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The Puffin Treasury of Modern Indian Stories

The Puffin Treasury of Modern Indian Stories
Item Code: NAU054
Author: Mala Dayal
Publisher: Puffin Books
Language: ENGLISH
Edition: 2015
ISBN: 9780143333838
Pages: 194 ( Throughout Coloured Illustrations )
Other Details: 10.00 X 8.00 inch
weight of the book: 0.52 kg

An introduction to an anthology of stories for children, broadly between the ages of eight and twelve, is perhaps dispensable as it is unlikely to be read by them. Nevertheless, some explanation for the selection in this volume seems necessary. Unlike literature for children In many countries, in India there is very little material specifically designed for them which has delighted successive generations and is also enjoyed by children today. Here, stories that have gone down from grandparent to parent to child are mostly from the Epics, myths, legends and folktales, the Panchatantra, Jatakas, Kathasaritsagara and the Hitopadesha. So instead of taking excerpts, most of the stories in this volume stand on their own: only a few have been extracted from novels of well-known writers like R.K. Narayan’s Swami and Friends, Salman Rushdie’s Haroun and the Sea of Stories, and Dhan Gopal Mukerji’s Gay-Neck: The Story of a Pigeon.

The main aim of The Puffin Treasury of Modern Indian Stories is to offer some of the best Indian children’s fiction available in English. All the authors included are renowned storytellers whose imagination, skill, elegant prose and wit have won them acclaim and awards. They have also given us stories for children which will endure for times to come. A few translations are included. Very little children’s fiction from the Indian languages has been rendered into English. Of the published material, good translations are hard to come by.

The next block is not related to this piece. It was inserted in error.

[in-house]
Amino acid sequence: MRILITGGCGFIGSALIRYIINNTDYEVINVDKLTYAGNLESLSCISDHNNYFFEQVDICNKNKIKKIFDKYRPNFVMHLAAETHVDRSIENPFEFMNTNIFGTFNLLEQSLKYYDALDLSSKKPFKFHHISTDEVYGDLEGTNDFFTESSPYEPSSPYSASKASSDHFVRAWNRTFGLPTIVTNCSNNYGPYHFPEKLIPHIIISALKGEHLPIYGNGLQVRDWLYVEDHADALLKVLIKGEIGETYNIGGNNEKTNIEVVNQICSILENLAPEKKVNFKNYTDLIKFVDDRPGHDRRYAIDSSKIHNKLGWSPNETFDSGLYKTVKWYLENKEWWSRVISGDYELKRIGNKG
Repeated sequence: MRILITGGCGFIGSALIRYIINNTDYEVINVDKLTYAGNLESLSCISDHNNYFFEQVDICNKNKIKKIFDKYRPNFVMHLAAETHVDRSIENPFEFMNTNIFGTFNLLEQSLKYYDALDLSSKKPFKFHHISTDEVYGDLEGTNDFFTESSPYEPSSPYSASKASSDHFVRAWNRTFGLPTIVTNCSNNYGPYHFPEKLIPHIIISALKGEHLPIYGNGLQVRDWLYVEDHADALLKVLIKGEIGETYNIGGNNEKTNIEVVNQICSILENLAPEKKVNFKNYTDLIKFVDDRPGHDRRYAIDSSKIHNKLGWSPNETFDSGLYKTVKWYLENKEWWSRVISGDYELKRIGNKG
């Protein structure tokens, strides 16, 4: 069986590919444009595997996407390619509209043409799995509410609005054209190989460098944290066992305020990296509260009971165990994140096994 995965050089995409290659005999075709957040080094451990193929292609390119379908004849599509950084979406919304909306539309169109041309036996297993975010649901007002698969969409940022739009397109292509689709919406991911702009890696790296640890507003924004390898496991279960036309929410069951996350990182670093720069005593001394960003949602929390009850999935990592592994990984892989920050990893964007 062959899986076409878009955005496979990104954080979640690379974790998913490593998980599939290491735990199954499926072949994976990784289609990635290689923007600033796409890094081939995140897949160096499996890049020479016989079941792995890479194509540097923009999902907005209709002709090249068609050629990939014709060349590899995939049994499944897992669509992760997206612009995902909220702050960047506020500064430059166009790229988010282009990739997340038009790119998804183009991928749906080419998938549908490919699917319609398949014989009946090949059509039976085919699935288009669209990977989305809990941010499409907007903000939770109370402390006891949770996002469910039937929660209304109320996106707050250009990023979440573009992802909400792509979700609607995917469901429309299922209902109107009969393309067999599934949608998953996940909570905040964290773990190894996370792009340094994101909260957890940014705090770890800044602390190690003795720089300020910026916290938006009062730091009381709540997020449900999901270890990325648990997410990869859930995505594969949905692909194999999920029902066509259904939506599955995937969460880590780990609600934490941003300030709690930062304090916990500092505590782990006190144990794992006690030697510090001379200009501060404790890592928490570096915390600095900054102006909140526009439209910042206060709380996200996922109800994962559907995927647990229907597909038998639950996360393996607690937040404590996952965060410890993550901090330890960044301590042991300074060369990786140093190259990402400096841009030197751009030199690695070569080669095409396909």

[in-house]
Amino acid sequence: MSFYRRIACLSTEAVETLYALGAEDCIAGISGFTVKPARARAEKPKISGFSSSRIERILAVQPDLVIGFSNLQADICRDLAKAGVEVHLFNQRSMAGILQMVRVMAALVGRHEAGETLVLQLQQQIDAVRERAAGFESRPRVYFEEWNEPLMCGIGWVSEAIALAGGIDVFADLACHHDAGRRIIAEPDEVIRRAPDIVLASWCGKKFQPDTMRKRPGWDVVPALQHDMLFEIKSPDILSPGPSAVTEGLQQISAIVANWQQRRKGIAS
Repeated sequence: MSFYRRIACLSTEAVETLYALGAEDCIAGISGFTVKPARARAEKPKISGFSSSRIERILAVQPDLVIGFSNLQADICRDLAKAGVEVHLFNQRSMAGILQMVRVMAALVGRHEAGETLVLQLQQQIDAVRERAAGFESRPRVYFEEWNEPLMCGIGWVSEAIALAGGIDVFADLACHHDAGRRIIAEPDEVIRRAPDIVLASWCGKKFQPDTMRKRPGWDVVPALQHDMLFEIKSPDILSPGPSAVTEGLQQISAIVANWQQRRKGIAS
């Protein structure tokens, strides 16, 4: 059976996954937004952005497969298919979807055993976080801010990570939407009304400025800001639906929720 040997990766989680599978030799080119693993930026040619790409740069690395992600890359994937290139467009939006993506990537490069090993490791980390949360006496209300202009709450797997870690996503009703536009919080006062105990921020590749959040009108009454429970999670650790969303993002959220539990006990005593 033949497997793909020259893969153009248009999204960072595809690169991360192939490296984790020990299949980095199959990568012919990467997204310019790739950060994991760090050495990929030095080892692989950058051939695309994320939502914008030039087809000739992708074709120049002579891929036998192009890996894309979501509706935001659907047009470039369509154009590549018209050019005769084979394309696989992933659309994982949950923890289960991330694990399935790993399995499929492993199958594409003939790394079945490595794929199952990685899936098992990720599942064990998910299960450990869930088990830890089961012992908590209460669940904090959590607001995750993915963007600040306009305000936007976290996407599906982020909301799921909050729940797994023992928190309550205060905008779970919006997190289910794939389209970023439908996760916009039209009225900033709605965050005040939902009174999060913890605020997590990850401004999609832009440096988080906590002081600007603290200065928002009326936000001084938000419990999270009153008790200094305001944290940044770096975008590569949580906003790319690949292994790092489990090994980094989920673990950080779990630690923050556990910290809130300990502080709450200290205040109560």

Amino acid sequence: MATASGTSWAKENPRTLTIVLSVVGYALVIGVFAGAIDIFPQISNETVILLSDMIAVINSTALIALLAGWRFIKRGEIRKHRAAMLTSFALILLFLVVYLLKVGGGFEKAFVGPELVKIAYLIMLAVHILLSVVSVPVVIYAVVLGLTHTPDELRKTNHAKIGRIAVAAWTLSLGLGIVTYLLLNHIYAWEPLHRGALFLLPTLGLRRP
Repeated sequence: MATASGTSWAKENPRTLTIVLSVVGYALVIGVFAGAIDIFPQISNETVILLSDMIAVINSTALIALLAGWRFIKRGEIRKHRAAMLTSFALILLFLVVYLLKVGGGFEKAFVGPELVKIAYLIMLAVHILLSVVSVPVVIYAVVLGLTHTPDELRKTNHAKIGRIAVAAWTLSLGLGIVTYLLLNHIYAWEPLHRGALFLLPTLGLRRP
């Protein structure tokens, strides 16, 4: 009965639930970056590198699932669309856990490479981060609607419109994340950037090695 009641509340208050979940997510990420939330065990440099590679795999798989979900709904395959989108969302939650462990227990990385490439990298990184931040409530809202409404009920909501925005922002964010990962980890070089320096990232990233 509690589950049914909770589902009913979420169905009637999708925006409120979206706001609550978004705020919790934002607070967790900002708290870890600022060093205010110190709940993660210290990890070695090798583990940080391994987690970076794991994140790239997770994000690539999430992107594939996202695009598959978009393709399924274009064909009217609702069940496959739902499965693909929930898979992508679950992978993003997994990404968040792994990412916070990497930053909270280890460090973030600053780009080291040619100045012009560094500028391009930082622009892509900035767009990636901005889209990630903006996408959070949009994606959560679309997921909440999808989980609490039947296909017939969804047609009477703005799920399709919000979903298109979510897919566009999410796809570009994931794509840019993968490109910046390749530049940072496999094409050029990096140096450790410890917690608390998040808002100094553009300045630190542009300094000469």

I have also done my best to include as wide a range of themes as I could. So we have a ghost story, fantasies, humour, historical fiction, real-life incidents, those that sensitively explore the inner world of the child, the serious, the light-hearted and the whimsical.

The book is profusely illustrated by some of India’s most talented artists, who have complemented and enlivened the twenty-one selected works. As the stories showcase the best of English fiction for children in India, the illustrations showcase the skill and versatility of Indian illustrators.

Poverty, inequality, communal tension, degradation of the environment confront today’s children. This collection also reflects these concerns, deftly and subtly. Faced with a complex environment, the Indian child cannot be a passive observer but is constantly questioning. I conclude this Introduction with one of my favourite pieces written by Mahasweta Devi when she was sitting across the table in my room: ‘The Why-Why Girl’. Even if children are se. reluctant readers of introductions, I am sure that those who a a have got thus far will relish our why-why girl.

**Contents and Sample Pages**

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